The Media’s Memory-Hole Privilege

Sen. Tom Cotton talks to reporters at the U.S. Capitol in Washington, D.C., January 8, 2020. (Tom Brenner/Reuters)
In our digital future, individuals will be held accountable for all their sins, while the ruling institutions will correct their mistakes secretly. With COVID, it’s happened already.

NRPLUS MEMBER ARTICLE I n the dystopian novel 1984, our protagonist Winston Smith gets the order to rewrite an article that showed Big Brother had commended a person who was now in the Party’s disfavor: “reporting bb dayorder doubleplusungood refs unpersons rewrite fullwise upsub antefiling.” For Winston in Airstrip One, that means actually burning the record of the Times newspaper in the fiery furnace of the memory hole, and producing a forgery of the past. Smith was daily saving the honor of the unchallengeable ruler: Big Brother.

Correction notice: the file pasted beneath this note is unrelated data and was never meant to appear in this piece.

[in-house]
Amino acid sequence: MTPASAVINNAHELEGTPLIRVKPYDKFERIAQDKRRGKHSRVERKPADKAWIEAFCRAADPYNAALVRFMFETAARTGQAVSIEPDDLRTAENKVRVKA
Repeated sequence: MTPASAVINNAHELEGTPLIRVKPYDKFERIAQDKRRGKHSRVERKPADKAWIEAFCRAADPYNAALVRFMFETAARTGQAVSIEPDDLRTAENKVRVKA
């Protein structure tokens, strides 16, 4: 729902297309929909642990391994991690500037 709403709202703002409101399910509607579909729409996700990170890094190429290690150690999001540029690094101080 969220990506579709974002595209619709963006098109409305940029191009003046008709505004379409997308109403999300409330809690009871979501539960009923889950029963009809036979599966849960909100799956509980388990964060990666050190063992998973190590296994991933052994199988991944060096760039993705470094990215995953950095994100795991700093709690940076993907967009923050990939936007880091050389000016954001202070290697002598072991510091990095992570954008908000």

With the Internet, there is no paper trail to burn. There is just code to update. And this

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